“Don’t wait until you’re thirsty to dig a well,” Tim Herbert, president and CEO of Inspire Medical Systems, says this mantra sums up his success at building relationships with investors. Herbert leveraged connections, such as board members, for initial introductions to potential investors and then kept in touch, continuing to inform those he met on company progress. Inspire successfully raised $40 million in 2014 from investors on both coasts. Its new implantable device treats obstructive sleep apnea by detecting breathing patterns and stimulating the upper airway to keep it open during sleep. The company just celebrated their 100th commercial implant in December 2014.
Inspire Medical Systems is one example of the many promising start-ups in Minnesota. In Herbert’s words, “We’re a PMA company, but in Minnesota we are familiar with the PMA pathway, and that doesn’t intimidate those who want to support us or finance us. We have the talent, experience, know-how and ability to generate new ideas. That’s the environment here.”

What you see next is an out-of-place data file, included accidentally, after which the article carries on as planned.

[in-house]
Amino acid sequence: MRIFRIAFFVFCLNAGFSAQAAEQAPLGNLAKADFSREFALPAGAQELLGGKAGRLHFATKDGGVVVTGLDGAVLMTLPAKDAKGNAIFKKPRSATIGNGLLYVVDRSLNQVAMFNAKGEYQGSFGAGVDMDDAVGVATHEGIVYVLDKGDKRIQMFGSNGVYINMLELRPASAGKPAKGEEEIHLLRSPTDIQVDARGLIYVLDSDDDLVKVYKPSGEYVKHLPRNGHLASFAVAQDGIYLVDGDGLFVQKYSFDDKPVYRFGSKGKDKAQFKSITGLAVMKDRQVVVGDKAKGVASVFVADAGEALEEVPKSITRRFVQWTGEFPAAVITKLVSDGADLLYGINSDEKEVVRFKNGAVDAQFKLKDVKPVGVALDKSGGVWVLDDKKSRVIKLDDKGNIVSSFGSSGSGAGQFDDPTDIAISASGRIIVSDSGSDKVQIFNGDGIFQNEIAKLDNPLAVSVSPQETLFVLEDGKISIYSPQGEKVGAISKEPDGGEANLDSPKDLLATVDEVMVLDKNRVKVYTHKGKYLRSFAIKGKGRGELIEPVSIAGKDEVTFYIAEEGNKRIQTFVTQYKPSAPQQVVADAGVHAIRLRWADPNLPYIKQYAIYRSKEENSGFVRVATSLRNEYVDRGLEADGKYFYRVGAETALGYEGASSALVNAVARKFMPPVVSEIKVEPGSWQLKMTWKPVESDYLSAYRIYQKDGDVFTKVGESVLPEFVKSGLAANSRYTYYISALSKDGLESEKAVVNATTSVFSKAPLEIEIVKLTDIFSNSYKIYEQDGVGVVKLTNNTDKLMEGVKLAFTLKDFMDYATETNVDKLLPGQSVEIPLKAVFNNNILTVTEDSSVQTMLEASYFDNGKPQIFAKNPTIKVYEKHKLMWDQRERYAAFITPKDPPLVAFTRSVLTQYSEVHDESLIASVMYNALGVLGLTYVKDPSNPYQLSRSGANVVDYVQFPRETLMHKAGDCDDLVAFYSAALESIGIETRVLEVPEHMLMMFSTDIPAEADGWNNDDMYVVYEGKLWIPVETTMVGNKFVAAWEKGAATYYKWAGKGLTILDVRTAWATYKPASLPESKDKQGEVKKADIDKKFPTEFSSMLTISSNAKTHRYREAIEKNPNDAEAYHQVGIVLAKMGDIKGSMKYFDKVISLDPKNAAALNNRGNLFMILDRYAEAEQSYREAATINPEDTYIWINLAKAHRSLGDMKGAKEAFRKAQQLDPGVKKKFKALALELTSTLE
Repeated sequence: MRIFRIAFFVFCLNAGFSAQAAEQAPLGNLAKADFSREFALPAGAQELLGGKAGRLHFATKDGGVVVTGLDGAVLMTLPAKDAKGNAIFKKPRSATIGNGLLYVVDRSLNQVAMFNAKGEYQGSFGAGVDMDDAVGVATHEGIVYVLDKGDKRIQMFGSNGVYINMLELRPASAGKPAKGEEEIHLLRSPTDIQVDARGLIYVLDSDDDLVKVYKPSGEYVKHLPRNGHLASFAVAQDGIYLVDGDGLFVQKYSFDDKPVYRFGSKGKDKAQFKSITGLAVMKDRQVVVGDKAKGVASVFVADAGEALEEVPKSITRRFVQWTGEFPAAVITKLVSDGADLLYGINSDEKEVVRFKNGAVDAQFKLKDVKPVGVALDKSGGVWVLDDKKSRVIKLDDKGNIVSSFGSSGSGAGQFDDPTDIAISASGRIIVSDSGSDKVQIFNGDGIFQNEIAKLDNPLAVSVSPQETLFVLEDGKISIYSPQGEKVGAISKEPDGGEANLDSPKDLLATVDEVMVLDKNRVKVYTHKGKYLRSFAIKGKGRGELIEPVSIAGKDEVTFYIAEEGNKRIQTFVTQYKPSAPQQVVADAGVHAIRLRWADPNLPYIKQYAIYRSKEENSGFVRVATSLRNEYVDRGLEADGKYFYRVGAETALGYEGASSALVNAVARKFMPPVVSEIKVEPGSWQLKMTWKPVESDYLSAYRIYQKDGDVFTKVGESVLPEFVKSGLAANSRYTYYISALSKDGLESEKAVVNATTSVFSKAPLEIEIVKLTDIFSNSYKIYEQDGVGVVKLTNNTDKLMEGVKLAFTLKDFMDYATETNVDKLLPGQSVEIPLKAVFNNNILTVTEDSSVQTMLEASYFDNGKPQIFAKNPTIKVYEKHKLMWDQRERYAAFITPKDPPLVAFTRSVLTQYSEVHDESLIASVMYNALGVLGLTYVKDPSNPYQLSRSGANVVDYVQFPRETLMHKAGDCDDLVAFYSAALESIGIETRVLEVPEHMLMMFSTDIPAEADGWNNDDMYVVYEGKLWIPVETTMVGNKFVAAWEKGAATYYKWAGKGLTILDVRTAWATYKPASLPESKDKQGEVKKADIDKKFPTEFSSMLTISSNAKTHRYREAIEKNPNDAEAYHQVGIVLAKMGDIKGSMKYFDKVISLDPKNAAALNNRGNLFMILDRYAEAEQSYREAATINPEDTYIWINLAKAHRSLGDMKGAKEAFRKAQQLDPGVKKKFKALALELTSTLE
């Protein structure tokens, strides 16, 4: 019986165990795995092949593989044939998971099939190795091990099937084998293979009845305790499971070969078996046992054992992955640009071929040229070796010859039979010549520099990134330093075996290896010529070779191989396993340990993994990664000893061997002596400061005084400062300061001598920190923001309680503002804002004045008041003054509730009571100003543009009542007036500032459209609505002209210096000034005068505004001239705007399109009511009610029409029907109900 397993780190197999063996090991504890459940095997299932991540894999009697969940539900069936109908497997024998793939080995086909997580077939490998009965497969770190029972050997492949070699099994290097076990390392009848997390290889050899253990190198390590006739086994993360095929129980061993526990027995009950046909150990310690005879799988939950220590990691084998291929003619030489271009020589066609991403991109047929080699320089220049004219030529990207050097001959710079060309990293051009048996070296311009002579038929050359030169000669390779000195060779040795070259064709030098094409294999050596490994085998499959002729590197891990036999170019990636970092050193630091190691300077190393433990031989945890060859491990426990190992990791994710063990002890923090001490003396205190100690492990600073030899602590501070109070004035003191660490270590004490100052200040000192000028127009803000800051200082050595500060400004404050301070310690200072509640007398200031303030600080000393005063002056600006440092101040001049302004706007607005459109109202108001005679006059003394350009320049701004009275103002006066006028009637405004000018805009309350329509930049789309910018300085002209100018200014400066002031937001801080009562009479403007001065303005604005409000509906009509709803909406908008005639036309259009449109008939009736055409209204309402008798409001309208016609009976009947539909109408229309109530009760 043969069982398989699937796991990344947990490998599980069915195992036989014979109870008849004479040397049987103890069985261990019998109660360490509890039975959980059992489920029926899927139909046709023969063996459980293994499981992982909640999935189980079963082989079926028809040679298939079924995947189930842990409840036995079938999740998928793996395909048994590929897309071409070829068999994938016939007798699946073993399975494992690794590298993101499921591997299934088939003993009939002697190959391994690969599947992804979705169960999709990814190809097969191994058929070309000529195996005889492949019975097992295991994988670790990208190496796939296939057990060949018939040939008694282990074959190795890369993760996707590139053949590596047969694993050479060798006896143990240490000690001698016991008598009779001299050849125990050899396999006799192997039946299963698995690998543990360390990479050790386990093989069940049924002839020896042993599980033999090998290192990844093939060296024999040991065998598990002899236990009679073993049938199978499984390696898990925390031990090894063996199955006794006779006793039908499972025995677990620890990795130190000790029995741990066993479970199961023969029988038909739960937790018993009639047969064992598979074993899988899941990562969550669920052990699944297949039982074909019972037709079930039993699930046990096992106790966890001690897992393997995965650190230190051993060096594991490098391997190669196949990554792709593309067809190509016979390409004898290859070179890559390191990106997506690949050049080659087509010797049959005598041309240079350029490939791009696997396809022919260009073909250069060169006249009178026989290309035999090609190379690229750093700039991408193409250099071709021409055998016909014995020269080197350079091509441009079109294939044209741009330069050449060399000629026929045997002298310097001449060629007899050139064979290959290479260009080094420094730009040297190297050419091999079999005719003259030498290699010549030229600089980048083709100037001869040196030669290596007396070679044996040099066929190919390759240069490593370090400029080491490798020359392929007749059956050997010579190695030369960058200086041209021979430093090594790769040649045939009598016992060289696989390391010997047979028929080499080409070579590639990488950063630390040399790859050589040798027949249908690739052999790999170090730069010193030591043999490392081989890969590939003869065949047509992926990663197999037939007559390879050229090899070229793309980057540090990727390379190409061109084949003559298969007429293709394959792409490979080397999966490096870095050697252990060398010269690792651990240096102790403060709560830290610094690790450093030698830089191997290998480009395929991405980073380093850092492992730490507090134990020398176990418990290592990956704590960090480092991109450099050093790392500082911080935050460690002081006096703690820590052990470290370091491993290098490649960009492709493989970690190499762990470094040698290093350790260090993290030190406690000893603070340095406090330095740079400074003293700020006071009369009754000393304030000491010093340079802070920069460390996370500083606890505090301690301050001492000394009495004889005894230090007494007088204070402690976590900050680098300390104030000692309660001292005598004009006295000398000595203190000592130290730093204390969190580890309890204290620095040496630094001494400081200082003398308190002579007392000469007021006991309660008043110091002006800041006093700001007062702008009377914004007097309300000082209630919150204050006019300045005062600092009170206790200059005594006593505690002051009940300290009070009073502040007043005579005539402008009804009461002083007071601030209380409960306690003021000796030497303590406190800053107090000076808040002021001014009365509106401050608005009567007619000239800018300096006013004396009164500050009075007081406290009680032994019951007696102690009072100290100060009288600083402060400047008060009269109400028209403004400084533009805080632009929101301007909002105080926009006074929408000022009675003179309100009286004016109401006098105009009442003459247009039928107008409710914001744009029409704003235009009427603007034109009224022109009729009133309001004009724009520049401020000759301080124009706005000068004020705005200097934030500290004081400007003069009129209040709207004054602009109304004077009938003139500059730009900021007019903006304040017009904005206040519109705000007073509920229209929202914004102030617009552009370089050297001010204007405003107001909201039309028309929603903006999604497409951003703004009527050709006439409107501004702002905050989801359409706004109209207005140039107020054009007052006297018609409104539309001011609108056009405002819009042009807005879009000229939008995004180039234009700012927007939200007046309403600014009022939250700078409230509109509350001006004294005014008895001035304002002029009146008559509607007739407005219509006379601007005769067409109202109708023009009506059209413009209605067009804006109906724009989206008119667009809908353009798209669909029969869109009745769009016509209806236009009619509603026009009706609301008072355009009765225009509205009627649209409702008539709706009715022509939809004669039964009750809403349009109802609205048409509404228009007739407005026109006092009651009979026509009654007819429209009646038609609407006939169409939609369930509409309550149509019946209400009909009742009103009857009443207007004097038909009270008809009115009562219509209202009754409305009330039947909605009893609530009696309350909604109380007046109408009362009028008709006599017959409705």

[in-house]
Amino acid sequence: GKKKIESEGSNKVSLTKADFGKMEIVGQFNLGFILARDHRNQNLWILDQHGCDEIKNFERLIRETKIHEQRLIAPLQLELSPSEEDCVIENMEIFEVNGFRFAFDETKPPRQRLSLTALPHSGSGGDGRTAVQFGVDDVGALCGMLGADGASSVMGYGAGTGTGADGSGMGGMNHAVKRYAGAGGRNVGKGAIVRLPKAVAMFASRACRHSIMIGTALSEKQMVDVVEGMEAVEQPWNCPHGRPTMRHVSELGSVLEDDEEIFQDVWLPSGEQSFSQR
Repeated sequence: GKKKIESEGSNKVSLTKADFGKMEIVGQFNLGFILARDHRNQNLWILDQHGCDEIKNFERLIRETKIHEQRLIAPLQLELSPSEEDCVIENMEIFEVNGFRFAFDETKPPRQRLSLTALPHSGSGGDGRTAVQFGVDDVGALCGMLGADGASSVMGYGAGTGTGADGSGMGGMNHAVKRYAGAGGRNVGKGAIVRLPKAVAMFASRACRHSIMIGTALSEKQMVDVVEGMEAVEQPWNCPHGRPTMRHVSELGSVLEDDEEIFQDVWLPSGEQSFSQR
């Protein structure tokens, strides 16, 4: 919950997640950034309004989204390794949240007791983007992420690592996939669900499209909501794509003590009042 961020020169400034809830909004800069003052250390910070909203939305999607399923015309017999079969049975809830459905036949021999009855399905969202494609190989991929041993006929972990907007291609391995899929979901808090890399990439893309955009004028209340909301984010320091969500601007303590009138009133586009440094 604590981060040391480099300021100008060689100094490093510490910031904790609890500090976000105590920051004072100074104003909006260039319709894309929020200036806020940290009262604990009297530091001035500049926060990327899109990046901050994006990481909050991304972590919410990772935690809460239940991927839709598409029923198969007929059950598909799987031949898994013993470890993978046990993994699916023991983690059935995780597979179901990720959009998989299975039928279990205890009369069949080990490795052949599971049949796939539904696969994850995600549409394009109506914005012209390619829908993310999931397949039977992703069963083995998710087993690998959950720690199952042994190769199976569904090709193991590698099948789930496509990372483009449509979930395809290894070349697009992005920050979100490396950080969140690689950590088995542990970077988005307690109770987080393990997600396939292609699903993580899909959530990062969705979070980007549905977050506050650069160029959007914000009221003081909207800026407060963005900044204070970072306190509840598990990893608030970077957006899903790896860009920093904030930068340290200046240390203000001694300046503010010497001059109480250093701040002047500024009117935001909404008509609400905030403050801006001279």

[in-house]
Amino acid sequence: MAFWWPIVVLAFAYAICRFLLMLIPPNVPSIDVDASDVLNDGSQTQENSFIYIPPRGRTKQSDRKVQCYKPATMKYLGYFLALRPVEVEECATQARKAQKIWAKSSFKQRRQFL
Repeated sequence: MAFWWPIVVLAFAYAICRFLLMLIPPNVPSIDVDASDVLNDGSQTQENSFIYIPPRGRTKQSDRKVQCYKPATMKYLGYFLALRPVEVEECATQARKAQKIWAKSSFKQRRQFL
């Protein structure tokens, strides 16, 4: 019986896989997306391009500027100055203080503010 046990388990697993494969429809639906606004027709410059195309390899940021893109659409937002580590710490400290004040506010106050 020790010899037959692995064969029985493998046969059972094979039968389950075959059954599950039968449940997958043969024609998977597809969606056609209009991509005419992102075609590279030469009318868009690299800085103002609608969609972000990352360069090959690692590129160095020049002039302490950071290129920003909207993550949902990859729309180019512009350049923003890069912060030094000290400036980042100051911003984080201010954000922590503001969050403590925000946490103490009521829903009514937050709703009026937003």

Herbert believes Minnesota can attract money to the state by highlighting its critical differentiator from other markets – the talent. “In Minnesota, you’re not fighting with other start-ups for the same limited pool of qualified employees experienced in medical device technology; you’re recruiting directly from established companies. Furthermore, these are individuals who want the opportunity to work for an emerging company,” said Herbert.
Given the quality of companies and talent that exist in Minnesota, Herbert believes there is an opportunity to elevate Minnesota’s health technology community by raising awareness of the talent and experience and by facilitating introductions with active medical device VCs.
View the 2014 Annual Investment Report